Boxer - Manager - Promoter - Trainer
"Broadway" Charley Rose
Charley Rose prided himself on the fact that he was born on the same day the Statue of Liberty was dedicated. Although his boxing career is little known, apparently he had a respectable featherweight record in the early 1900s. He reportedly was the first boxer to enlist for the United States in World War I. He served with the First Division of the American Expeditiary Forces (AEF) for 20 months, and saw action at Verdun, France, capturing several German soldiers.
He was dubbed "Broadway" Charley by Dan Parker because he was credited with being the first person to take boxing's management-promotion out of the saloons to the "big street" at Broadway and 49th, renting an office with Jack Curley.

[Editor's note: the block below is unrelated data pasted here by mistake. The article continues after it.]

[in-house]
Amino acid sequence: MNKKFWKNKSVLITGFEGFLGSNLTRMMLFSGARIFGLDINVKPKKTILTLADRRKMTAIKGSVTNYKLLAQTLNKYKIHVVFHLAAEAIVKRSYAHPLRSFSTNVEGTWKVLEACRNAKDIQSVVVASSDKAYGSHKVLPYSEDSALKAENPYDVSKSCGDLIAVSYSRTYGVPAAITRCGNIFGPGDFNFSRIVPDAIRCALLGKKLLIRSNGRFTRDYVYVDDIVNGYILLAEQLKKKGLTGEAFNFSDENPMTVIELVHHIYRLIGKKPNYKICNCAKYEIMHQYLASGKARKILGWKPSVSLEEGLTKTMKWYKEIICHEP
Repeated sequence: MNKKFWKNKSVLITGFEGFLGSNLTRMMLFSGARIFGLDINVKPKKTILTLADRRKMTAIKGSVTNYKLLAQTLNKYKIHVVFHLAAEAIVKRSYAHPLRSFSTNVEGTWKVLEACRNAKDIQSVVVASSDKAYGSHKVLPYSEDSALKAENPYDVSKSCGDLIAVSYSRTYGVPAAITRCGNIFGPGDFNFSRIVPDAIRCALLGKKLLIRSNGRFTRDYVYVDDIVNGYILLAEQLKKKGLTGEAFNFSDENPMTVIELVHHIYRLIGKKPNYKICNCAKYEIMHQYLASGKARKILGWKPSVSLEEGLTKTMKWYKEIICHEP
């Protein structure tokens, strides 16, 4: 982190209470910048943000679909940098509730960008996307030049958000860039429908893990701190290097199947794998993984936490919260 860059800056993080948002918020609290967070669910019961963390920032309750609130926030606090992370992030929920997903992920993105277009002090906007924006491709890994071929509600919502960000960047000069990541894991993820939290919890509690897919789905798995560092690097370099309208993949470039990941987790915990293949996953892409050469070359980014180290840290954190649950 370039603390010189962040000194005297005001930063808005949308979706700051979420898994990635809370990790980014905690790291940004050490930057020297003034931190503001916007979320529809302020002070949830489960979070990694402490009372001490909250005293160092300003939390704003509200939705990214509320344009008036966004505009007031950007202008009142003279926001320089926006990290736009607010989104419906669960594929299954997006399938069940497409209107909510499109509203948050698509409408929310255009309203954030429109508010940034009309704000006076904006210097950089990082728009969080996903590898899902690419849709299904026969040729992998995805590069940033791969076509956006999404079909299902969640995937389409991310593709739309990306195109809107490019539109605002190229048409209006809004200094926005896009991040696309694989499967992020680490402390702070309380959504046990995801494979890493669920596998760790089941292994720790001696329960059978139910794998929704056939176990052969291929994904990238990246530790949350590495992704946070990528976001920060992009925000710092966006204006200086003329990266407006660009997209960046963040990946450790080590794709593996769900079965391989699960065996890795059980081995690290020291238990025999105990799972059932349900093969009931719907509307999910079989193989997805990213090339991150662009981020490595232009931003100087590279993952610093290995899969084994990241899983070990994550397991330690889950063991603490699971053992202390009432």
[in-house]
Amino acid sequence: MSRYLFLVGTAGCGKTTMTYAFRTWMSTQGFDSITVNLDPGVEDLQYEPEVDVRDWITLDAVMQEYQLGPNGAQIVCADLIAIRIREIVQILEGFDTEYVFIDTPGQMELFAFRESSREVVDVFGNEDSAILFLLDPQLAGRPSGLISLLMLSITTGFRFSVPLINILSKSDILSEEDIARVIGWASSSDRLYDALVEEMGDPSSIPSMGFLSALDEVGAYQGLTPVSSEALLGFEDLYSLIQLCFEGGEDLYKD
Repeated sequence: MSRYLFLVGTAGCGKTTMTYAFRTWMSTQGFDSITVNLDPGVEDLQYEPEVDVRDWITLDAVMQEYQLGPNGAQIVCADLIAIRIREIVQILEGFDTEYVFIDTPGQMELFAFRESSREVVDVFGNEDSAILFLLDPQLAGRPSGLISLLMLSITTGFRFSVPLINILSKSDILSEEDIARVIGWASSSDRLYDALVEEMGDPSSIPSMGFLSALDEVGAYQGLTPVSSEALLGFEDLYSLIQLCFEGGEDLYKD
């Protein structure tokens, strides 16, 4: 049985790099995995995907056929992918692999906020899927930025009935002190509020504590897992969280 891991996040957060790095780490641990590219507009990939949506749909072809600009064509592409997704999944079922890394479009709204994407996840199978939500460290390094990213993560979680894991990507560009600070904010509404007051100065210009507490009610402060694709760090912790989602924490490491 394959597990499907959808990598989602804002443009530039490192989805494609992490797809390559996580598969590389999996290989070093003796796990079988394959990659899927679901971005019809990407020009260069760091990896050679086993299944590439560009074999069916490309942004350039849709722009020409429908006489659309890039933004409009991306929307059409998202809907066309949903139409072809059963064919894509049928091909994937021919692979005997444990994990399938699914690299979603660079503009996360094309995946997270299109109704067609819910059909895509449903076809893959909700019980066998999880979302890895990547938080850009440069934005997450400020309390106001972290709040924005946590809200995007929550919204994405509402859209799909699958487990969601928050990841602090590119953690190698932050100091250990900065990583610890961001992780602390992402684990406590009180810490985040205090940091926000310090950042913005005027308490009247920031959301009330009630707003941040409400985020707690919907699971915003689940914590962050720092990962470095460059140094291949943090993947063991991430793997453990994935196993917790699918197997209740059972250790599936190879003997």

He was involved with the careers of some 82 boxers--including Max Schmeling, Freddie Welsh, Al Roth, Cocoa Kid, Charley Burley, Johnny Rosner, Jimmy Goodrich, Mike McTigue, Paul Berlenbach, Willie Jackson, Holman Williams, Harry Wills, Fred Fulton, Jack Renault, Carl Morris, Lew Jenkins, Soldier Bartfield, Harry Stone, Bartley Madden, Young Montreal, Sailor Darden, Clem Johnson and Bill Hood.
He died in 1974 in his New York hotel room, from inhalation of smoke of a fire he had accidentally set while smoking a cigar.
Rose's "All-Time Greatest" lists are frequently cited to this day. (He considered Jim Jeffries the greatest heavyweight of all time, after "Studying strength, ability, punching power, stamina to fight hard all the way by the end of the 25th round.")
- The Ring, March 1975, p. 72
- Ty Cobb Article of May 28, 1944